Second to deciding to get a divorce, this is one of the hardest things you will have to do. Telling your children is something you might have feared and avoided for a very long time. You might have imagined what it would be like, how it would go, and what their reaction might be. However, nothing has ever really prepared you for that moment when you look your child in the eye and tell them that their family will never be the same again. "We are getting a divorce." Easy to say, but charged with emotions. Here are some tips on telling your kids about your divorce.

-If you can, both of you should tell your children together. When you tell your children together, it demonstrates that this is a decision that you both, as a couple have made and that though you are divorcing, you will both still be their parents. If your kids have a therapist or counselor already before you tell them about the divorce, it might help to tell counselor and get their advice on how to tell the kids about the divorce. 
-If you have children of multiple ages, tell them together. Allow time for them individually to speak with you after you speak with them. Each age group will have different concerns and a different way of understanding divorce.
-Agree on what you will say. You don't need to give all the details. The most important issue that children want to understand is how it will change their life. Will daddy still go to soccer practice, will we still have family dinners, or where will I live? Be simple. "Mom and dad had issues they couldn't resolve together." "We fell out of love." It is not necessary to tell the children if there was an affair. The complexities of divorce are not the business of children. Be clear. "You will stay at mommy's house on these days and at daddy's house on these days." "We both will go to your ballet recital." 
-Avoid the blame game - It is important that the children not feel that one parent is to blame over another. State facts and your children will come to their own conclusions as they grow up. When you blame each other in front of your kids, you end up putting your children in them middle of an emotional battle that is not theirs to witness.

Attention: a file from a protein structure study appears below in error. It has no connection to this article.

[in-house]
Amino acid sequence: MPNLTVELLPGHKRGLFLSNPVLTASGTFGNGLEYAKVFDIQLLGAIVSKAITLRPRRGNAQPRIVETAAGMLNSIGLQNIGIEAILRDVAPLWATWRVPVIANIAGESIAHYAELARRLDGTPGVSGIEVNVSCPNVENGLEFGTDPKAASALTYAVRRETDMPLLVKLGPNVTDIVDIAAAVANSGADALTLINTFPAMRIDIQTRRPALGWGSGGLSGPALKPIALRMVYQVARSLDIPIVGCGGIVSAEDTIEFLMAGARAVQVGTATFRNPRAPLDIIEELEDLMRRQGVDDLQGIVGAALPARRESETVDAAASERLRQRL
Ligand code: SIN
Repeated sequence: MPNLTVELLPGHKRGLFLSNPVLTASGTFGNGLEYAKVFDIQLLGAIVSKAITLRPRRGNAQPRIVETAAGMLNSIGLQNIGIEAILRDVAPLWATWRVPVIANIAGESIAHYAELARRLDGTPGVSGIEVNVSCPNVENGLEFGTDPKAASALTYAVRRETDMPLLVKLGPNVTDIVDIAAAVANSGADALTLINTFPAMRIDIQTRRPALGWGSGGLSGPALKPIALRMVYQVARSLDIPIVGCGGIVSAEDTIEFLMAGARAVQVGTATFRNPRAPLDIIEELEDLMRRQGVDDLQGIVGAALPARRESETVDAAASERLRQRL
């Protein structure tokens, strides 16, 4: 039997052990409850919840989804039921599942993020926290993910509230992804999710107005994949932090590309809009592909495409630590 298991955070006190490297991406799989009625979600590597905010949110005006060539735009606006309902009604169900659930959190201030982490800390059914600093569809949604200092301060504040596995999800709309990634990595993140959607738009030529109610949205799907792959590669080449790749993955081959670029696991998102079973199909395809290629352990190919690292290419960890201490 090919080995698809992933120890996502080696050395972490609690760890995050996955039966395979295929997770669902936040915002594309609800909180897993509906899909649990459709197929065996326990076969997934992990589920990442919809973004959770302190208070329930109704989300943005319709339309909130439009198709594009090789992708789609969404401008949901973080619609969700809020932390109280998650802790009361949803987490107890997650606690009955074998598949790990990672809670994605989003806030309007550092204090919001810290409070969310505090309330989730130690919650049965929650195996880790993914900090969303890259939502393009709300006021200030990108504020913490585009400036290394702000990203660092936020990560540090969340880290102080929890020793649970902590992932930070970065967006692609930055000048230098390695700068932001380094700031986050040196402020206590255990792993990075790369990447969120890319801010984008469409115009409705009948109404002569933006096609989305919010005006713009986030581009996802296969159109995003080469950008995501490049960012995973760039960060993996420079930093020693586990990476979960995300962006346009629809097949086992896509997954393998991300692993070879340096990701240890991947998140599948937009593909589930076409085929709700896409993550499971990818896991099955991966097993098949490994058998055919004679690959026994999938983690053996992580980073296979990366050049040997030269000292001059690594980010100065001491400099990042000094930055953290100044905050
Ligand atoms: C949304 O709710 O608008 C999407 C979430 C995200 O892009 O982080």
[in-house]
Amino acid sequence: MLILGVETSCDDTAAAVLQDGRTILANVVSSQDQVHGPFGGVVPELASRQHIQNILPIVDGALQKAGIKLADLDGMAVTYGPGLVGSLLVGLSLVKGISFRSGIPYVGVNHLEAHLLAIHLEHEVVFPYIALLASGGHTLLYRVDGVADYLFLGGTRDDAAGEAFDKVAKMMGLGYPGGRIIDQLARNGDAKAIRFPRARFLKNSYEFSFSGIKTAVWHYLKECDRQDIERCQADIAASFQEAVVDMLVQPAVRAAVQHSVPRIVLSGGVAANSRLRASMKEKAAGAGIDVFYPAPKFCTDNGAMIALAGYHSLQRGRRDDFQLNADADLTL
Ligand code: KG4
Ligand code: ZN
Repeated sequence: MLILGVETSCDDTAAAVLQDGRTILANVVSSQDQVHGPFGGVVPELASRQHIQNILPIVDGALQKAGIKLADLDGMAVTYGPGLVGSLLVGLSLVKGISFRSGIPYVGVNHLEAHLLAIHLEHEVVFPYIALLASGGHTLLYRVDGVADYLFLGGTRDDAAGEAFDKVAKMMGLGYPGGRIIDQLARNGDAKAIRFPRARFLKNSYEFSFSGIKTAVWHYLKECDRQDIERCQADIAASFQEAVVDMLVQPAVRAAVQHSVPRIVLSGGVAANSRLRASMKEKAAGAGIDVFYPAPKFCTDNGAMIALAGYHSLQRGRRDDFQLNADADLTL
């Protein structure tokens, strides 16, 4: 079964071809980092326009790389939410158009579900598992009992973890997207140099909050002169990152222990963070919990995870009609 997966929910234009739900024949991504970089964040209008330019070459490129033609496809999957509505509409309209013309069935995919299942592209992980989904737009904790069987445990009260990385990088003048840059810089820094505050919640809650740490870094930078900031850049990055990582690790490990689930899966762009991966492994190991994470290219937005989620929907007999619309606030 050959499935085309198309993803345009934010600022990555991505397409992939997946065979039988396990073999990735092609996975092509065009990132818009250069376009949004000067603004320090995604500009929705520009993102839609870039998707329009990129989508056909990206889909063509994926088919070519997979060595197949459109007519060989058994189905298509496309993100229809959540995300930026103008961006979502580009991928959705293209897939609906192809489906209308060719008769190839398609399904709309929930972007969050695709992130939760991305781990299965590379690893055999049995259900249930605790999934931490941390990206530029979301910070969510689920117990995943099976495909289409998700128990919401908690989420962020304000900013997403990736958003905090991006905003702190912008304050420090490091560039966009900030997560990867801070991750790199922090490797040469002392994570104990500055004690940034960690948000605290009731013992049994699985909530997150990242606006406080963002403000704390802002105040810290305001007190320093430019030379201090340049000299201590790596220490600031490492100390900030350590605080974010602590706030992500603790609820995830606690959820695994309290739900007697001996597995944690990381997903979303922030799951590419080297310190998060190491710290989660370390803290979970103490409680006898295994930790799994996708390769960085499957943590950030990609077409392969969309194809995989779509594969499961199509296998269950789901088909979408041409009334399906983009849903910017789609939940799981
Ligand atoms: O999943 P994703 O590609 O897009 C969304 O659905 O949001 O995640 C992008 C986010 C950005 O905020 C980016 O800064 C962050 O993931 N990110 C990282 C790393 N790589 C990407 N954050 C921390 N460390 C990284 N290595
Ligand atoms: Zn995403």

-Be intentional. Set aside time to talk to them. Driving in the car to school and breaking the news is an avoidant way to communicate. Look your child in the eye and be honest. While it is difficult at first, being forthright is what children need in order to feel secure about what is going on. The less focused you are about this process, the more confused they will feel. 
-It's not your fault. Make it clear that it is not your children's fault. There is nothing that they could have done to prevent this. This does not change the way you feel about them. 
-Have boundaries. Your children will be curious and ask lots or questions. Be honest but within the realm of what is age appropriate and what is necessary for them to know in their world. Telling them too much, too many details, or in a context they cannot understand will be overwhelming to them. Without those boundaries, parents can start to rely on their children for emotional support. That is never your child's job. You are there to support them. You do not need to lean on them. Lean on your friends, family, priest, counselor, or life coach, but never on your children.

We have seen families deny they are getting divorced...even after they are divorced and it hurts their children. Although they thought they were protecting their family from pain, it ended up breaking trust. Children are very smart. And it is likely that there is a part of them that won't be surprised at all. Owning your decision to divorce is an important part of the divorce process and an important part of parenting. 

AuthorKelly Higdon